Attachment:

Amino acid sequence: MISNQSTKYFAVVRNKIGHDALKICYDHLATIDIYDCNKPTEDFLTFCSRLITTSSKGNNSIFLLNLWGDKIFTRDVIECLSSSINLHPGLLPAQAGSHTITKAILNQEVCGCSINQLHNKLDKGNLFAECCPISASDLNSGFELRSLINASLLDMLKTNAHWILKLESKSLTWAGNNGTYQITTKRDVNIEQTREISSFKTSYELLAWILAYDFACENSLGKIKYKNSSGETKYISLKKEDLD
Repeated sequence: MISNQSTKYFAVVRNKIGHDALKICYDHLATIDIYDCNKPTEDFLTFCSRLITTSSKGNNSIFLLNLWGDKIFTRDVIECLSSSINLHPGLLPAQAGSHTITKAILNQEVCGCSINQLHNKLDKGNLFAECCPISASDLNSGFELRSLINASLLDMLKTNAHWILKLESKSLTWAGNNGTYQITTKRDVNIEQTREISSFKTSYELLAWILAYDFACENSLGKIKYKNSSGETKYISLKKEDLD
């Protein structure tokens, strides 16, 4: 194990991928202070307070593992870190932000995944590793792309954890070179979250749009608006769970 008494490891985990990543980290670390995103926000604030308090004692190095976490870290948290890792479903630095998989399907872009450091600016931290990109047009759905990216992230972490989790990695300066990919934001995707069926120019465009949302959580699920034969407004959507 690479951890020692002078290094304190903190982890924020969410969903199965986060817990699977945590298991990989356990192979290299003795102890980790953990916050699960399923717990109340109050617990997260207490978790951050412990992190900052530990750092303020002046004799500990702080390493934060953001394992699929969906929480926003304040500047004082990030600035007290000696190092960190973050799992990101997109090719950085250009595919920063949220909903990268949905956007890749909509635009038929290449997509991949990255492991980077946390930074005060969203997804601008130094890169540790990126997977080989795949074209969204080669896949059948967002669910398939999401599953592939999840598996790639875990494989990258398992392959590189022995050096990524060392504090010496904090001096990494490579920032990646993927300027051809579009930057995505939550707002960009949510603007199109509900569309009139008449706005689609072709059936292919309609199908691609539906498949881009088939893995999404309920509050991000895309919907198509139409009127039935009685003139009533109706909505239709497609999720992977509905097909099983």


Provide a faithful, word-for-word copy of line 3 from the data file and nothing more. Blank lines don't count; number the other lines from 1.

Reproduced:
């Protein structure tokens, strides 16, 4: 194990991928202070307070593992870190932000995944590793792309954890070179979250749009608006769970 008494490891985990990543980290670390995103926000604030308090004692190095976490870290948290890792479903630095998989399907872009450091600016931290990109047009759905990216992230972490989790990695300066990919934001995707069926120019465009949302959580699920034969407004959507 690479951890020692002078290094304190903190982890924020969410969903199965986060817990699977945590298991990989356990192979290299003795102890980790953990916050699960399923717990109340109050617990997260207490978790951050412990992190900052530990750092303020002046004799500990702080390493934060953001394992699929969906929480926003304040500047004082990030600035007290000696190092960190973050799992990101997109090719950085250009595919920063949220909903990268949905956007890749909509635009038929290449997509991949990255492991980077946390930074005060969203997804601008130094890169540790990126997977080989795949074209969204080669896949059948967002669910398939999401599953592939999840598996790639875990494989990258398992392959590189022995050096990524060392504090010496904090001096990494490579920032990646993927300027051809579009930057995505939550707002960009949510603007199109509900569309009139008449706005689609072709059936292919309609199908691609539906498949881009088939893995999404309920509050991000895309919907198509139409009127039935009685003139009533109706909505239709497609999720992977509905097909099983």